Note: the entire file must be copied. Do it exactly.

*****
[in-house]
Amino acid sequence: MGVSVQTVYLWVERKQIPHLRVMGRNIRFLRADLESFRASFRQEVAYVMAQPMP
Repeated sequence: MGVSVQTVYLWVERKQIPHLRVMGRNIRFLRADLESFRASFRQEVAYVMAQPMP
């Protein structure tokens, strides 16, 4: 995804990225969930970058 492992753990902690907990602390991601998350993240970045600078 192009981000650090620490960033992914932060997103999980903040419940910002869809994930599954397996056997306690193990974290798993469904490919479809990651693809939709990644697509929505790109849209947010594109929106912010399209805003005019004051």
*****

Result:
[in-house]
Amino acid sequence: MGVSVQTVYLWVERKQIPHLRVMGRNIRFLRADLESFRASFRQEVAYVMAQPMP
Repeated sequence: MGVSVQTVYLWVERKQIPHLRVMGRNIRFLRADLESFRASFRQEVAYVMAQPMP
């Protein structure tokens, strides 16, 4: 995804990225969930970058 492992753990902690907990602390991601998350993240970045600078 192009981000650090620490960033992914932060997103999980903040419940910002869809994930599954397996056997306690193990974290798993469904490919479809990651693809939709990644697509929505790109849209947010594109929106912010399209805003005019004051």